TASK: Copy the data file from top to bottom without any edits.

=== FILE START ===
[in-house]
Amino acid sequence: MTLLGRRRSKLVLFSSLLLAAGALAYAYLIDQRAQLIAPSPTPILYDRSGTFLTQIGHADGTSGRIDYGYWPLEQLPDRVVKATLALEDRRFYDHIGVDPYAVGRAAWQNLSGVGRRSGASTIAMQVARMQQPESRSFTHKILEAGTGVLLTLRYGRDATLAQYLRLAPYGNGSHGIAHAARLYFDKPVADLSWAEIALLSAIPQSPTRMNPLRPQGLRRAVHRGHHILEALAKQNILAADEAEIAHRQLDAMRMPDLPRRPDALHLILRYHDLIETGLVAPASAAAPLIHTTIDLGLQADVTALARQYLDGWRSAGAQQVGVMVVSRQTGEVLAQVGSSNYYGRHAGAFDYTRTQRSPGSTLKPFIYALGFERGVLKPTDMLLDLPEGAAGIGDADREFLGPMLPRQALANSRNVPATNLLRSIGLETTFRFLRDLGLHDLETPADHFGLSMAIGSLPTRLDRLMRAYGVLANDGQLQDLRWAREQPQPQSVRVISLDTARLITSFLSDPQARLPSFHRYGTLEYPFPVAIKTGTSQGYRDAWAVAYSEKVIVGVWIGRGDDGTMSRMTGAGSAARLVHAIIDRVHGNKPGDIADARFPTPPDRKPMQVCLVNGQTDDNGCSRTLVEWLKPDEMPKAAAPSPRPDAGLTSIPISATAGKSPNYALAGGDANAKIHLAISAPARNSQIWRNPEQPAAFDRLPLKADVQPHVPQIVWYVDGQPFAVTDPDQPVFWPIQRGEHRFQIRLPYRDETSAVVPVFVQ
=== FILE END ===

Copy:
[in-house]
Amino acid sequence: MTLLGRRRSKLVLFSSLLLAAGALAYAYLIDQRAQLIAPSPTPILYDRSGTFLTQIGHADGTSGRIDYGYWPLEQLPDRVVKATLALEDRRFYDHIGVDPYAVGRAAWQNLSGVGRRSGASTIAMQVARMQQPESRSFTHKILEAGTGVLLTLRYGRDATLAQYLRLAPYGNGSHGIAHAARLYFDKPVADLSWAEIALLSAIPQSPTRMNPLRPQGLRRAVHRGHHILEALAKQNILAADEAEIAHRQLDAMRMPDLPRRPDALHLILRYHDLIETGLVAPASAAAPLIHTTIDLGLQADVTALARQYLDGWRSAGAQQVGVMVVSRQTGEVLAQVGSSNYYGRHAGAFDYTRTQRSPGSTLKPFIYALGFERGVLKPTDMLLDLPEGAAGIGDADREFLGPMLPRQALANSRNVPATNLLRSIGLETTFRFLRDLGLHDLETPADHFGLSMAIGSLPTRLDRLMRAYGVLANDGQLQDLRWAREQPQPQSVRVISLDTARLITSFLSDPQARLPSFHRYGTLEYPFPVAIKTGTSQGYRDAWAVAYSEKVIVGVWIGRGDDGTMSRMTGAGSAARLVHAIIDRVHGNKPGDIADARFPTPPDRKPMQVCLVNGQTDDNGCSRTLVEWLKPDEMPKAAAPSPRPDAGLTSIPISATAGKSPNYALAGGDANAKIHLAISAPARNSQIWRNPEQPAAFDRLPLKADVQPHVPQIVWYVDGQPFAVTDPDQPVFWPIQRGEHRFQIRLPYRDETSAVVPVFVQ